Kelly was my cousin. We were very close when we were growing up. He came very close to being my brother, and I have lots of wonderful memories of the stuff we did together.
For my 15Th birthday, I asked my parents to take us up into the Cascades and drop us off at Scatter Creek Campground above Salmon La Sac in Eastern Washington for two weeks. We packed a Boy Scout pup tent a couple of sleeping bags and enough provisions to keep us alive. I made sure to pack butter, corn meal and salt and pepper and a skillet to fry fish in. We survived on oatmeal, dried apples, fish fried up fresh out of the river, and a few scavenged berries. We hiked all over the area, which is one of the most beautiful places I have ever seen.
Kelly's dad was a world War II Vet. He had been shot through the jaw. They managed to patch his face back together but he was missing part of his tongue, which made his speech slurred. He was a very smart and talented man. He was fiddle-footed, so they moved up and down the coast. Kelly said he could claim no home town, as he had never stayed in one place long enough. One December 10 days before Christmas, Uncle Steve put a 30.06 under his chin and blew his brains all over the wall and ceiling. He left a wife and six kids behind.
Kelly was the second. He was a very talented artist and had started selling his art in his teens. He and I would get together on the weekend and do Beattle Portraits in black and white and sell them for $5 apiece. It kept us in spending money.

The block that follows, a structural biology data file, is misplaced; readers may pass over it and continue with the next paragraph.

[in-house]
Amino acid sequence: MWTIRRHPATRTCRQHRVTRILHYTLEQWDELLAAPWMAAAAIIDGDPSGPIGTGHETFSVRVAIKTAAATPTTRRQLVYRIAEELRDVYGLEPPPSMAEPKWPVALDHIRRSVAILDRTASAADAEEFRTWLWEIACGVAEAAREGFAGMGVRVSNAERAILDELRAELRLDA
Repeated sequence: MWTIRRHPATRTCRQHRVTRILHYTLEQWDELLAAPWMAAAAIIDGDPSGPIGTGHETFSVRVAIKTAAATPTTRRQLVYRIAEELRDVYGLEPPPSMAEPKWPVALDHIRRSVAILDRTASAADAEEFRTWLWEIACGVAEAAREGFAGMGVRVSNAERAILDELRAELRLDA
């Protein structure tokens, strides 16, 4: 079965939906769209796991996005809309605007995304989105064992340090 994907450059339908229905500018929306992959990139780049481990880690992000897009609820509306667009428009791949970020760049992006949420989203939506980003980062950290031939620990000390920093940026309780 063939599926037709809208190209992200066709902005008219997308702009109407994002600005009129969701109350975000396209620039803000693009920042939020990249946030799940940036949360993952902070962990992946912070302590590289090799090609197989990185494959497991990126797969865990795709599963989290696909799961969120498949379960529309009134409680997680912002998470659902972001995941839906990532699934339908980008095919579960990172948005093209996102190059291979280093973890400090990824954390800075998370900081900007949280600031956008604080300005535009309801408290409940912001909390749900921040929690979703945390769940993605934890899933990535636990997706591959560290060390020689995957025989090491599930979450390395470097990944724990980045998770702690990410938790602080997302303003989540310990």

When he was a junior in high school, his mother had a massive heart attack and died. I think she was 41.
Six kids orphaned. We spread them out among the family, but my Aunt on Vashon was their legal guardian. Kelly came to live with us. My parents had agreed to adopt Kelly, so he became my almost brother. I clearly remember that Kelly and I and my dad were partitioning off a section of the basement for a bedroom for the two of us when the call came that Kelly would not be joining out family. My Aunt had found a couple that wanted to adopt the kids, but only if they got all six. All or nothing. While on one point this was incredibly generous, the other condition was not. There was to be no contact between then and their relatives. Just like that, he was gone from my life.
After High school, he wandered or several years It was about 10 years later that he got in touch with my Aunt and Uncle on Vashon, and I got his phone number.
He landed in Bellingham, Wa, and became a pivotal figure in the scrimshaw community there. He made his living doing scrimshaw, and was known all over for his incredibly detailed work.
I included a picture of one of my favorite pieces.
We visited back and forth for several years, but eventually he got tired of scrimshaw, and moved to Texas to manage some properties for his step-parents. He did well, bought a house and was involved in the local old-timey music scene. He was a talented fiddle player, also played harmonica, guitar and squeeze box.
When he moved to Texas, we lost contact, but when I set up a Facebook page, I searched for him, and found him. We started corresponding again by e-mail and phone. When he was up here the last time he spent a couple of days with us. We had a great time. I organized a small family reunion on Vashon, and a bunch of us cousins went over there and had a potluck and told outrageous lies.
The last words he said to me in person were "I had a great time. It was like we were all teenagers again."
Last Wednesday he was doing some maintenance on a rental property. He decided to take a smoke break. He went out to his truck and lit up. He had a massive coronary and died on the spot.
So long old friend. I loved you and will remember you for the rest of my life.
Every time I visit Salmon La Sac I will think of you and smile.